This is the second Monkees episode to feature a character named Boris (played here by Mickey Morton), following No. 5, “The Spy Who Came In From The Cool” (played by Jacques Aubuchon).
We learn here that Peter learned how to read at the age of 15!
“A Coffin Too Frequent” is one of 2 episodes of The Monkees where all the action takes place in The Monkees' ramshackle beach pad throughout the entire duration of the episode. The other is Episode No. 27, “Monkee Mother”.
David Jones can be seen dancing (with Boris) and singing the tune "Tea For Two." The song was composed by Vincent Youmans (music), Irving Caesar and Otto Harbach (lyrics) for the Broadway musical No, No, Nanette, which opened on September 16, 1925 at the Globe Theatre (New York) and ran for 321 performances, spawned 2 movie versions (released in 1930 by First International Pictures and in 1940 by RKO Radio Pictures), and was revived on January 17, 1971 for a run of 861 performances. (In 1950 Warner Bros. released a movie musical entitled Tea For Two, a reworking of No, No, Nanette, in which its star Doris Day [as Nanette Carter] sung the title song.) In a scene from Episode No. 55, "The Monkees Mind Their Manor", Michael and David appear to be whistling a couple of bars of "Tea For Two."
The elongated stationery prop used as the lease to The Monkees' pad in North Beechwood in “A Coffin Too Frequent” previously appeared in Episode No. 14, “Dance, Monkee, Dance”, as Peter's lifetime contract for Renaldo (Hal March)'s Dance Au Go Go.
The black gowns worn by Micky and Peter in the courtroom fantasy sequence have been seen a couple of times on the show. An early courtroom fantasy sequence in “Dance, Monkee, Dance” saw Micky (the prosecutor), Michael (the judge) and David (the defense attorney) wearing these robes, and in Episode No. 51, "The Monkee's Paw", Peter, Michael and David wore these black robes as professor's gowns.
Another Monkees episode to feature a seance is No. 2, “Monkee See, Monkee Die”. Numerous cues from “Monkee See, Monkee Die”'s underscore can also be heard in “A Coffin Too Frequent.”
At the start of the “Goin’ Down” romp notice that Michael Nesmith "skips" off-camera and does not take part at all on The Monkees' Pad set. The only scenes he's in during this romp are those in the courtroom and in the scene where Henry throws the candles at Michael, who is disguised as a Keystone Cop. Also, the “Goin’ Down” sequence offers Monkee viewers a onetime glimpse of The Monkees' laundry room in the pad, compleet with a kiln--despite the fact that an earlier episode, No. 29, “The Monkees Get Out More Dirt”, found them going to a laundromat!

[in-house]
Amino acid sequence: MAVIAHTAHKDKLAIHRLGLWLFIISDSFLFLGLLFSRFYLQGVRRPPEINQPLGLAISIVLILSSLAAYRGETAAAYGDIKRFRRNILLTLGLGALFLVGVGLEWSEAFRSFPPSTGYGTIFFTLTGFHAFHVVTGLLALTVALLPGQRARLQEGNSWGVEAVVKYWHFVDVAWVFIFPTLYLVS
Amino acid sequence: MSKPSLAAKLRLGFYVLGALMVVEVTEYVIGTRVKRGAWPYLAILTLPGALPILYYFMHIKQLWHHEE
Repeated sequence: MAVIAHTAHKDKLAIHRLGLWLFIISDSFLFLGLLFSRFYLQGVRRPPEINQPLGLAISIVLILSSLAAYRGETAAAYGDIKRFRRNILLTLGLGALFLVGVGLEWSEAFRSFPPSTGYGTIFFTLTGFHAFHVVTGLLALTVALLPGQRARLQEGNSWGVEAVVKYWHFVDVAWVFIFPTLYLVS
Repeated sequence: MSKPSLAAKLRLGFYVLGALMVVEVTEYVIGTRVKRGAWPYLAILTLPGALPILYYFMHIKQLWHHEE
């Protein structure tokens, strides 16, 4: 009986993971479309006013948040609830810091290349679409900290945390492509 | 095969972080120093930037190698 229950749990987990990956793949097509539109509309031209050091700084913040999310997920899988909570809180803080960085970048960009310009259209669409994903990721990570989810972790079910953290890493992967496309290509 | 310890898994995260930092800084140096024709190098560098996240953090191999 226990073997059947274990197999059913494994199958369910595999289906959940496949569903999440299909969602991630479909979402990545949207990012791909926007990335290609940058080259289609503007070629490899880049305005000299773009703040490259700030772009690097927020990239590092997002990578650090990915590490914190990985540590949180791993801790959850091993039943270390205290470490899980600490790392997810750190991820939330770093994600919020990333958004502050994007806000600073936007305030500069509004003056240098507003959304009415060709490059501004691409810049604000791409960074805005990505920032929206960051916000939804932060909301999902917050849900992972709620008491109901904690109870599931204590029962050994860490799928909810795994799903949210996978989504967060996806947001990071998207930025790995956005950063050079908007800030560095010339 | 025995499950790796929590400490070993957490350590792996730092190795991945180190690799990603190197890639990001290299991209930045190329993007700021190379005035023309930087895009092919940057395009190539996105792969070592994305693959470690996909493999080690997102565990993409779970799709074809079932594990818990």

The pajamas that The Monkees wear are the same ones from the previous episode, "The Wild Monkees".
A couple of drug references are snuck into “A Coffin Too Frequent”. First off, Michael quips that when one takes Henry's pill, “we believe that Elmer came back from the dead! We also see pretty colors and things climbing up the wall...” Also, after David, Micky and Peter's brief appearance as angels, Micky says, “Now, that's a trip!” Other Monkees episodes to feature similar dabbling references are No. 51, "The Monkee's Paw", and probably No. 53, "The Monkees Race Again" (a.k.a. "Leave The Driving To Us").
The trumpet rendition of Call To The Post heard in this episode during the seance scene was first heard in Episode No. 40, "Monkees Marooned".
This episode marks the third mention of The Boy Scouts on The Monkees; the first two occurred in Episode No. 7, “The Monkees In A Ghost Town”, and No. 39, "Hillbilly Honeymoon" (a.k.a. "Double Barrell Shotgun Wedding"). A nod to The Girl Scouts is made in No. 15, “Too Many Girls” (a.k.a. "Davy And Fern"), and in No. 24, “Monkees A La Mode”, Michael reveals to have been an Eagle Scout in 1961.
David Jones makes his sole appearance on The Monkees with his bangs completely spread apart. He is also seen wearing the same sky-blue clouded shirt he previously wore in the “Valleri” musical number seen in Episode No. 23, “Captain Crocodile” (plus various scenes of the episode) and No. 31, “The Monkees At The Movies” (Jerry Lester, who portrayed Luthor Kramm in the episode, was also seen wearing the shirt), the KRUX radio station sequence in No. 32, “The Monkees On Tour”, and the tag of No. 36, "Monkee Mayor"; Peter can be seen wearing the shirt in No. 13, “One Man Shy” (a.k.a. "Peter And The Debutante"), No. 15, “Too Many Girls” (a.k.a. "Davy And Fern"), No. 16, “The Son Of A Gypsy”, and No. 33, "It's A Nice Place To Visit...", and a scene from Episode No. 20, “The Monkees In The Ring”, finds Micky Dolenz clad in the shirt.
Michael previously used the one-liner "Totally nuts!" in Episode No. 40, "Monkees Marooned".
Almost a full year after “A Coffin Too Frequent” aired first-run on NBC, The Monkees' feature film HEAD opened at The Vogue Theater in Los Angeles (a day after its West Coast premiere there), The Trans-Lux Theatre in Philadelphia, The Metro 2 Theatre in San Francisco, The Rosslyn Plaza in Washington DC (yes, Peter's hometoiwn), and The West End Cinema in Boston.
Boris knocks the front door off its hinges but later opens it normally.
During the romp, Henry is seen throwing burning candles while standing next to a totem pole. Cut to Michael, dressed as a Keystone Kop surrounded by thrown candles, standing against the wall next to the same totem pole.
Ruth Buzzi (Mrs. Weatherspoon)'s TV work has included the role of Margie 'Pete' Peterson' in That Girl (ABC, 1966-71), Leticia Bradford in Days of Our Lives, a regular Roaster on The Dean Martin Celebrity Roasts, and, of course, that hip 1968-73 NBC favorite, Rowan And Martin's Laugh-In. Buzzi also appeared in the fourth episode of the first season of The Muppet Show (Synd., 1976-81). Indeed, she was in fact supposed to be the first ever guest star but scheduling conflicts pushed her back to being the fourth. In 1993, Buzzi joined the cast of Seasme Street, playing the role of Ruthie.
Trekkies will recognize the late Mickey Morton (Boris) as Kloog from the January 15, 1968 episode "The Gamesters of Triskelion". He also portrayed Solomon Grundy in the live-action Hanna-Barbera January 18-25, 1979 NBC-TV special, Legends Of The Super-Heroes.